^ A small leak will sink a great ship," 
88 Poor Hichard says ; and again, " Who 
dainties love, shall beggars prove;" 
Hind moreover, '* Fools make feasts and 
wise men eat them." 

864. Here you are all got together 
to this sale of fineries and nick-nacks. 
You call them goods; but if you do 
not take care, they will prove evils to 
some of you. ' You expect they will be 
cold cheap, and, perhaps, they may for 
less than they cost ; but if you have no 
occasion for them they must be dear 
to you. 

866. Bemembeb what poor Hichard 
says, " Buy what thou hast no need of, 
and ere long thou shalt sell thy neces- 

866. And again, " At a great penny- 
worth, pause awliile." He means, per- 
haps, that the cheapness is apparent 
only, and not real ; or the bargain, by 
straitening thee in thy business, may 
do thee more harm than good ; for in 
another place he says, *^]VIany have 
been ruined by buying good penny- 

857. Again, " It is foolish to lay out 
money in the purchase of repentance ;" 
and yet this folly is practised every day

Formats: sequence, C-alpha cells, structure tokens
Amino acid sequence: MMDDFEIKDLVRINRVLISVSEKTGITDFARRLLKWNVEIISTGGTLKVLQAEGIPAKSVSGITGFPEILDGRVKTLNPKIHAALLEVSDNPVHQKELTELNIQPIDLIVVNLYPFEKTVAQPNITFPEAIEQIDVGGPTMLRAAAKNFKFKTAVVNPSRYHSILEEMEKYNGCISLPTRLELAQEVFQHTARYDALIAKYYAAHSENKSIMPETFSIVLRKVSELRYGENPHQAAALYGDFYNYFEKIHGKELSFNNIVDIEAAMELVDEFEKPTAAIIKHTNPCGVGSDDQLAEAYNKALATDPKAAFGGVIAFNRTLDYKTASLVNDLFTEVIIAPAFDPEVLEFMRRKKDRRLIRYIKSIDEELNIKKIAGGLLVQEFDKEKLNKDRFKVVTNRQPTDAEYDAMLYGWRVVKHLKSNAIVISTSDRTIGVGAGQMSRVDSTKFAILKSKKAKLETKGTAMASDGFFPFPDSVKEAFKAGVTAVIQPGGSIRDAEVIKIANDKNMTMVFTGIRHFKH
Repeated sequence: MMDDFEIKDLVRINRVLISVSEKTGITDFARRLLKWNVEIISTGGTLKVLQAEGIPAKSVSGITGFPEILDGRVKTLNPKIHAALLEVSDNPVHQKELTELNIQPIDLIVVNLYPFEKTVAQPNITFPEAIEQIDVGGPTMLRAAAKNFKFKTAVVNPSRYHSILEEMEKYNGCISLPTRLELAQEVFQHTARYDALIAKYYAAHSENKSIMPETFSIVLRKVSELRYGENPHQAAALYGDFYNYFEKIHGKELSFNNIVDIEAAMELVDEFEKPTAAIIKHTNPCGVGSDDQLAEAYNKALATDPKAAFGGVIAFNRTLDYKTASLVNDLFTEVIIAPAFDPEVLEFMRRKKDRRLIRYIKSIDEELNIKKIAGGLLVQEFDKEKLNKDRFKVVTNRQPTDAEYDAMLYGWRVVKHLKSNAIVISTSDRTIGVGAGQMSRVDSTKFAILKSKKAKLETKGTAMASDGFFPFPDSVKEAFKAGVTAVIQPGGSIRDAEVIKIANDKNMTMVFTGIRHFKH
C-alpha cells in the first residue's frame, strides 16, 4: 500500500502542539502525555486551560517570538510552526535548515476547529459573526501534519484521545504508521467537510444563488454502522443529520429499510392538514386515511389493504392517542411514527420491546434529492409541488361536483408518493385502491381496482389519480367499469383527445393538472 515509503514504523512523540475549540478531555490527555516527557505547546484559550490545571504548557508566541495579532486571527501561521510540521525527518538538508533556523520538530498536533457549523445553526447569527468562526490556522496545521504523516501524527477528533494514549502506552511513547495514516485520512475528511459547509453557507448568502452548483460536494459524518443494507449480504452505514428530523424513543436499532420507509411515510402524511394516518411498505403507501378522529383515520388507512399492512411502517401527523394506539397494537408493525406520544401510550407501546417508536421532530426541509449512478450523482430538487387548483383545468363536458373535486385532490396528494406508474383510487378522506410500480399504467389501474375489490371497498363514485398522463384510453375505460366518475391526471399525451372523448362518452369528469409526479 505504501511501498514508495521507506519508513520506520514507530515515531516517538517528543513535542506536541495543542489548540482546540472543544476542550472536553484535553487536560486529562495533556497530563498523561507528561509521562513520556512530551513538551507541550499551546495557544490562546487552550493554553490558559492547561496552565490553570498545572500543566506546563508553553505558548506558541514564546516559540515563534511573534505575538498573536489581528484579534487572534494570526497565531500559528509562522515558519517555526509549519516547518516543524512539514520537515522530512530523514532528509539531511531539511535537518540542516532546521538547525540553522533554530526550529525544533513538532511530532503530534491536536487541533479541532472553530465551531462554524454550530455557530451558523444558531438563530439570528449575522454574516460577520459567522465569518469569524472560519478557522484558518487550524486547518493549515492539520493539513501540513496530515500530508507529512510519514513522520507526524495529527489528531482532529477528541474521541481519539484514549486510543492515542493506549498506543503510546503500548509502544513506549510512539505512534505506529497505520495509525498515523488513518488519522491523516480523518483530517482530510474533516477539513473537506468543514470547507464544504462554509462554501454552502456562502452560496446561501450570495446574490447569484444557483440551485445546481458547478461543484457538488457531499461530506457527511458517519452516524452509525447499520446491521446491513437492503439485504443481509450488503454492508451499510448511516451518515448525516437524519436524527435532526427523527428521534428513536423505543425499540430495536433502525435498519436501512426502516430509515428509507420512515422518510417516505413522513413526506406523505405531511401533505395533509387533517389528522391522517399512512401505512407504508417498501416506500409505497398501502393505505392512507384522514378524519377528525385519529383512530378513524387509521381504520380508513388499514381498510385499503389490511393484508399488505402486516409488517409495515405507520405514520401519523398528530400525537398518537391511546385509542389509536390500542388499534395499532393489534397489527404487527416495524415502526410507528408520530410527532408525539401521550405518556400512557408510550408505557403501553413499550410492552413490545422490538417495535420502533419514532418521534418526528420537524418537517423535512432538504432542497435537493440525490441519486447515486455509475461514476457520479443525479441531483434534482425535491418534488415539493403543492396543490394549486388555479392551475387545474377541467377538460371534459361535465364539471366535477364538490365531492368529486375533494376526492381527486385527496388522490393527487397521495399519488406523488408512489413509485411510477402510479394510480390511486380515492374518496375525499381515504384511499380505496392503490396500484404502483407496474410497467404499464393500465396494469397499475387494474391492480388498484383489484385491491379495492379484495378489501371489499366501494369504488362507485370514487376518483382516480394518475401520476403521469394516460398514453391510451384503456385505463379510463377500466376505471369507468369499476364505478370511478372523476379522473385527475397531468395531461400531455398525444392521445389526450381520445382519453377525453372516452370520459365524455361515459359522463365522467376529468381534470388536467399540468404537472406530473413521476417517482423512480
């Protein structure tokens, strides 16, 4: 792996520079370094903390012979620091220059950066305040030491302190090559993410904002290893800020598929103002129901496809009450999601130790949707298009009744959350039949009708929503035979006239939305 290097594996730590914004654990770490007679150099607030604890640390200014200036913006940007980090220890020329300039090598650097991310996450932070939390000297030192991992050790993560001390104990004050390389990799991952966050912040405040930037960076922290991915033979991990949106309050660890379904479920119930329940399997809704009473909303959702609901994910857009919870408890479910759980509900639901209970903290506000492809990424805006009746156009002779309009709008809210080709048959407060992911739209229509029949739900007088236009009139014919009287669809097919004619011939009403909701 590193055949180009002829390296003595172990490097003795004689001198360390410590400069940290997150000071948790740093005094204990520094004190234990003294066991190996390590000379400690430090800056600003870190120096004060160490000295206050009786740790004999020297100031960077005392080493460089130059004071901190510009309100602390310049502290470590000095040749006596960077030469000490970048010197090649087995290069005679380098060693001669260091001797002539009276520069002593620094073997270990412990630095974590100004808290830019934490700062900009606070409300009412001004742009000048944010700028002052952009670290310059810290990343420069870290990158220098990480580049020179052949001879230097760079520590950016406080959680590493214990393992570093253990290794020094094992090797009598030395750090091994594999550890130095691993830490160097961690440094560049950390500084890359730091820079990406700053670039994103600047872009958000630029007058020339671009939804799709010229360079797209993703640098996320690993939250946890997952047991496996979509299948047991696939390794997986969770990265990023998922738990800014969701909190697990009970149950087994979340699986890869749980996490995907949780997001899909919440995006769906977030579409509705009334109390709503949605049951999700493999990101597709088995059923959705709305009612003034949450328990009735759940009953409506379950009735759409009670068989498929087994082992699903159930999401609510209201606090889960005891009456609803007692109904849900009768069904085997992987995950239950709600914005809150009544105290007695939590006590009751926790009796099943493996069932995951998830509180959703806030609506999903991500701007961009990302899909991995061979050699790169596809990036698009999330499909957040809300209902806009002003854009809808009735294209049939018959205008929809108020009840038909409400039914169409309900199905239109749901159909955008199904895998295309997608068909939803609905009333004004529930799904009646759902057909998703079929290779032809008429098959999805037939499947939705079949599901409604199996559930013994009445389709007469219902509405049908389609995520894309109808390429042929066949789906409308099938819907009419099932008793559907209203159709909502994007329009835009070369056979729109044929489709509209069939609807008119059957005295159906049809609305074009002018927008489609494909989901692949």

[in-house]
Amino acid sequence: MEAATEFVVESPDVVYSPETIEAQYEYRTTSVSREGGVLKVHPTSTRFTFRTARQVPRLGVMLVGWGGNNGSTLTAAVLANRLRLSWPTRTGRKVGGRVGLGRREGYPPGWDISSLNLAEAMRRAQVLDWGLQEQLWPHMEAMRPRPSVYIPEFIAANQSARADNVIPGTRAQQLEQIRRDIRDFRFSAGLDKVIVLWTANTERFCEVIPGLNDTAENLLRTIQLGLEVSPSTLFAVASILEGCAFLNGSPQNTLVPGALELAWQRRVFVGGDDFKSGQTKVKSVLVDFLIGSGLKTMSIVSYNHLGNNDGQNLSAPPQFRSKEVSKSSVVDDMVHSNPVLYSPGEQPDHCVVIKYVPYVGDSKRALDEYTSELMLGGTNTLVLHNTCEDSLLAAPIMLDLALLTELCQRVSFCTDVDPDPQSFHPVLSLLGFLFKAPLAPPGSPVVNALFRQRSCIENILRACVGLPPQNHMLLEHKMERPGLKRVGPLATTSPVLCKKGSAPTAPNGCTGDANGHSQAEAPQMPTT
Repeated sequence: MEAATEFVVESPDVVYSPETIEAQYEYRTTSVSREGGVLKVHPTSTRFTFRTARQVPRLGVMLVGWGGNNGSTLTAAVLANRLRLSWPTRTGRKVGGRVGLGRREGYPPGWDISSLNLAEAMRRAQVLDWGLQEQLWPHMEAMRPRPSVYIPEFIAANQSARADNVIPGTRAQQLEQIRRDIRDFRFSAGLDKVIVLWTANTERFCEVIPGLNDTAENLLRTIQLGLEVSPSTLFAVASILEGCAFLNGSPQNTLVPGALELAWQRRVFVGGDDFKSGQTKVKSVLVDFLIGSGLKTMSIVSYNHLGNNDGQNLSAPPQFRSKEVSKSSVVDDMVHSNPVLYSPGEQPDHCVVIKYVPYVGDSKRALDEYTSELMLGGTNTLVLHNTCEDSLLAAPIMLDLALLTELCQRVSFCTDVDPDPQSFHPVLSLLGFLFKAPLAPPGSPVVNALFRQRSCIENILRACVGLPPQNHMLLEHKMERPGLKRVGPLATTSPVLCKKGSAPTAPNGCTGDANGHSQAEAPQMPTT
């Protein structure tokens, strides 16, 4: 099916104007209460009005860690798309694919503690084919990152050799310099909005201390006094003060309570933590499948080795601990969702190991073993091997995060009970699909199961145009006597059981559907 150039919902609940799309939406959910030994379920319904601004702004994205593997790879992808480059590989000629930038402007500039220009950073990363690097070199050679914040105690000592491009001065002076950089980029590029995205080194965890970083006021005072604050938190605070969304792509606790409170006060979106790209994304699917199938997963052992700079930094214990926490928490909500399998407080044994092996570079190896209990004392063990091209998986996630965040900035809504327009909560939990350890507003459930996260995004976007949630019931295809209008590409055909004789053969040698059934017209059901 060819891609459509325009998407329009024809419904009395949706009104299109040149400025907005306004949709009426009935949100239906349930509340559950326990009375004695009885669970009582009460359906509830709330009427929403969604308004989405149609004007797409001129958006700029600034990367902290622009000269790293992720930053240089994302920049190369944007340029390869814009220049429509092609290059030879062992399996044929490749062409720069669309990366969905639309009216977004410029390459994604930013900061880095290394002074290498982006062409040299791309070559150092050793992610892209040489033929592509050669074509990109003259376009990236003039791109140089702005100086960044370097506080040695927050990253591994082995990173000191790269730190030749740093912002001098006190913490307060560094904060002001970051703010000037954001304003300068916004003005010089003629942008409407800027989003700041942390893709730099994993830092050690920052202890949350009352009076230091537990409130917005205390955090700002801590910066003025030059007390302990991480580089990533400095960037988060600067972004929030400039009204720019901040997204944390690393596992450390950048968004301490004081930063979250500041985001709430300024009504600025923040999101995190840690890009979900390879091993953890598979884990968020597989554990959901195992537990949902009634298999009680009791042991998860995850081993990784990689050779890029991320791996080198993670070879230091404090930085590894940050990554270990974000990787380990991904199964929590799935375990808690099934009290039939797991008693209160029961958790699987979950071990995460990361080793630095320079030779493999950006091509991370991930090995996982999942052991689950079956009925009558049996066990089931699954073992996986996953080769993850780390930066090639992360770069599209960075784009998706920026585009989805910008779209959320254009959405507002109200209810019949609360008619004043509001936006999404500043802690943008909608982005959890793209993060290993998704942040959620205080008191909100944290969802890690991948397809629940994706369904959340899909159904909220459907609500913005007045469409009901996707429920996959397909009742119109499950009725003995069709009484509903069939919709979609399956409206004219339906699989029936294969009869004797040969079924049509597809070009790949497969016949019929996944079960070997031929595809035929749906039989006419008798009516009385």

at auctions, for want of minding the 

858. Many, for the sake of finery on 
the back, have gone Avith a hungry 
stomach, and half starved theur families. 
** Silks and satins, scarlets and velvets, 
put out the kitchen fire," as i^oor 
Itichard says. These are not the neces- 
saries of life ; ' they can scarcely be 
called the conveniencies ; and yet, only 
because they look pretty, how many 
want to have them I 

859. Br these and other extrava- 
gances, the genteel are reduced to 
poverty, and forced to borrow of those 
whom they formerly despised, but who. 

through industry and frugality have 
maintained their standing; in which, 
case it appears plainly, thal^ " A plough- 
man on his legs is higher than a gentle- 
man on his knees," as Poor Richard 
says. Perhaps they had a small estate 
left them, which they knew not the 
getting of ; they think " It is day, and 
will never be night ;" that a little to be 
spent out of so much is not worth 
minding ; but *' Always taking out of 
the meal-tub, and never putting in, 
soon comes to the bottom," as Poor 
Richard says; and then "When the 
well is dry, they know the worth of 

860. But this they might have 
known before, if they had taken his